In the Blue Ridge Mountains of North Carolina, you will find some of our state’s most beautiful views, a rich and varied farm community and a growing market for agritourism. But even before COVID-19 hit, the region’s small family farmers were struggling. The recent Democratic National Convention speakers made it clear that their hardships have not gone unnoticed, and the path back to prosperity is through addressing — not ignoring — the urgent threat of climate change.
Agriculture has not been immune to the economic crisis created by COVID-19. Almost 80% of farmers in the Southern Appalachian region report decreased sales and overall income loss. Two-thirds say that if this continues, they may have to consider bankruptcy. But even when our farmers recover from the immediate effects of the pandemic, they will still face the much longer-term threat of climate change.
Temperatures across North Carolina will increase 2-5 degrees by 2050 if we do nothing, resulting in increased inability to produce crops — especially in the mountain region, which is more accustomed to lower temperatures — and the potential loss of farms through bankruptcy.
We now have an opportunity to address the root cause of many problems our farming community faces, and the plans laid out by Vice President Biden at the DNC are our best chance at saving our agricultural industry in Western North Carolina and across the state.
We can begin by giving our farmers the tools necessary to compete in the global marketplace long term. Biden’s plan for rural America provides low-cost financing for new equipment, research and development, and support to develop new income streams. It’s not enough to cut farmers a check every time a natural disaster ravages their land. We must build resiliency into our systems, creating jobs and preventing further local environmental damage as we do it.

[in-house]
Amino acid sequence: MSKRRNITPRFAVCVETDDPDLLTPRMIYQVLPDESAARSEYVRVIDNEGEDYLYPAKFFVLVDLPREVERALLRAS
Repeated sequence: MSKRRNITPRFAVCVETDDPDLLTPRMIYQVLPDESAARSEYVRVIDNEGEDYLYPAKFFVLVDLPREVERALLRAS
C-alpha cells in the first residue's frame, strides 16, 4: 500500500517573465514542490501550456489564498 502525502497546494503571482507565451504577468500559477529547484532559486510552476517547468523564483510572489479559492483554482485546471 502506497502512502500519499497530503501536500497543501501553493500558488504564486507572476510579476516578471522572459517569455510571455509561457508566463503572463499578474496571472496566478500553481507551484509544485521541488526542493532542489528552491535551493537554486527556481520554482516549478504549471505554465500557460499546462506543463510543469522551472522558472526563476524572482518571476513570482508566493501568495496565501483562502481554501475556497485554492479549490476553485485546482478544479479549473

In Western North Carolina in particular, we can marry the community’s deep love of the land with Biden’s efforts to make American agriculture the world’s first to achieve net-zero emissions. Expanding the Conservation Stewardship Program would allow eco-minded corporations and individuals to contribute to offsetting costs of carbon sequestration on farms.
The future painted at the DNC doesn’t only address climate change — it funds expanded broadband access, works to address racial inequities in agricultural communities and offers solutions to health disparities in rural areas. Still, without a direct and unflinching acknowledgment of the climate crisis, we cannot ensure the future of North Carolina agriculture.
— Jenna Wadsworth
Editor’s note: Wadsworth notes that she is the 2020 Democratic nominee for North Carolina commissioner of agriculture and the youngest woman ever elected to public office in the state. She currently serves on the Wake County Soil and Water Conservation District Board of Supervisors.